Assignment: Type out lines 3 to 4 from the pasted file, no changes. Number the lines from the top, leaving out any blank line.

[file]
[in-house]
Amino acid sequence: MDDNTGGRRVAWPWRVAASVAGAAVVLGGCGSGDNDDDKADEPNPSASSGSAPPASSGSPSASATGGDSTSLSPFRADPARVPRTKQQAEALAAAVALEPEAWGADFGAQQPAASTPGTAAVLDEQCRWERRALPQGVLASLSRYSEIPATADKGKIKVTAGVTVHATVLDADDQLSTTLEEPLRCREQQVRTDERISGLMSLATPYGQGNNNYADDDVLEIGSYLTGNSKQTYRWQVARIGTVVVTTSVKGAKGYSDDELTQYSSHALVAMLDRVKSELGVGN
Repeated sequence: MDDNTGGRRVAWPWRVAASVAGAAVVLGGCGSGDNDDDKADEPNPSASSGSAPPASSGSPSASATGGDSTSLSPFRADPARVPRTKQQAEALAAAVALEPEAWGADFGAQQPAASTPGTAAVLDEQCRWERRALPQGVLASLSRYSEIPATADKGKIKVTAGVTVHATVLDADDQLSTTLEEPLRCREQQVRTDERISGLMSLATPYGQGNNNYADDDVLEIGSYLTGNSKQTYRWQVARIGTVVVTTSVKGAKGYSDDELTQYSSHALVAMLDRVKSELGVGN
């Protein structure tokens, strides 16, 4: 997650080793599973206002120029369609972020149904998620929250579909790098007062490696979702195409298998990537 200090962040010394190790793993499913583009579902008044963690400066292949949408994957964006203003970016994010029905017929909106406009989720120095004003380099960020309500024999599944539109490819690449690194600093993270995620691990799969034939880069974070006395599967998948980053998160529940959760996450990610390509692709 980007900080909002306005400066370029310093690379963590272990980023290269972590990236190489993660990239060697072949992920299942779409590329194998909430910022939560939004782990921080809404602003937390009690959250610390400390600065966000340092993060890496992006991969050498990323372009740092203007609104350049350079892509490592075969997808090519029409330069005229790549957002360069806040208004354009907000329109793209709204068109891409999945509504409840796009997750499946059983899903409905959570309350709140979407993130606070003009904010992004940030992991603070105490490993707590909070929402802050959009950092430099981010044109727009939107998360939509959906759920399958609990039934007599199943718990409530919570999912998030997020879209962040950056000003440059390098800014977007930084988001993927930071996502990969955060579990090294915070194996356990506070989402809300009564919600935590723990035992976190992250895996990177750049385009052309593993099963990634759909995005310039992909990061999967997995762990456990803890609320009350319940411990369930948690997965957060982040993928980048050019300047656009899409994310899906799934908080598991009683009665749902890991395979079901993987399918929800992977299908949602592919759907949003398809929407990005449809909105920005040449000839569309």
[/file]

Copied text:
Repeated sequence: MDDNTGGRRVAWPWRVAASVAGAAVVLGGCGSGDNDDDKADEPNPSASSGSAPPASSGSPSASATGGDSTSLSPFRADPARVPRTKQQAEALAAAVALEPEAWGADFGAQQPAASTPGTAAVLDEQCRWERRALPQGVLASLSRYSEIPATADKGKIKVTAGVTVHATVLDADDQLSTTLEEPLRCREQQVRTDERISGLMSLATPYGQGNNNYADDDVLEIGSYLTGNSKQTYRWQVARIGTVVVTTSVKGAKGYSDDELTQYSSHALVAMLDRVKSELGVGN
């Protein structure tokens, strides 16, 4: 997650080793599973206002120029369609972020149904998620929250579909790098007062490696979702195409298998990537 200090962040010394190790793993499913583009579902008044963690400066292949949408994957964006203003970016994010029905017929909106406009989720120095004003380099960020309500024999599944539109490819690449690194600093993270995620691990799969034939880069974070006395599967998948980053998160529940959760996450990610390509692709 980007900080909002306005400066370029310093690379963590272990980023290269972590990236190489993660990239060697072949992920299942779409590329194998909430910022939560939004782990921080809404602003937390009690959250610390400390600065966000340092993060890496992006991969050498990323372009740092203007609104350049350079892509490592075969997808090519029409330069005229790549957002360069806040208004354009907000329109793209709204068109891409999945509504409840796009997750499946059983899903409905959570309350709140979407993130606070003009904010992004940030992991603070105490490993707590909070929402802050959009950092430099981010044109727009939107998360939509959906759920399958609990039934007599199943718990409530919570999912998030997020879209962040950056000003440059390098800014977007930084988001993927930071996502990969955060579990090294915070194996356990506070989402809300009564919600935590723990035992976190992250895996990177750049385009052309593993099963990634759909995005310039992909990061999967997995762990456990803890609320009350319940411990369930948690997965957060982040993928980048050019300047656009899409994310899906799934908080598991009683009665749902890991395979079901993987399918929800992977299908949602592919759907949003398809929407990005449809909105920005040449000839569309």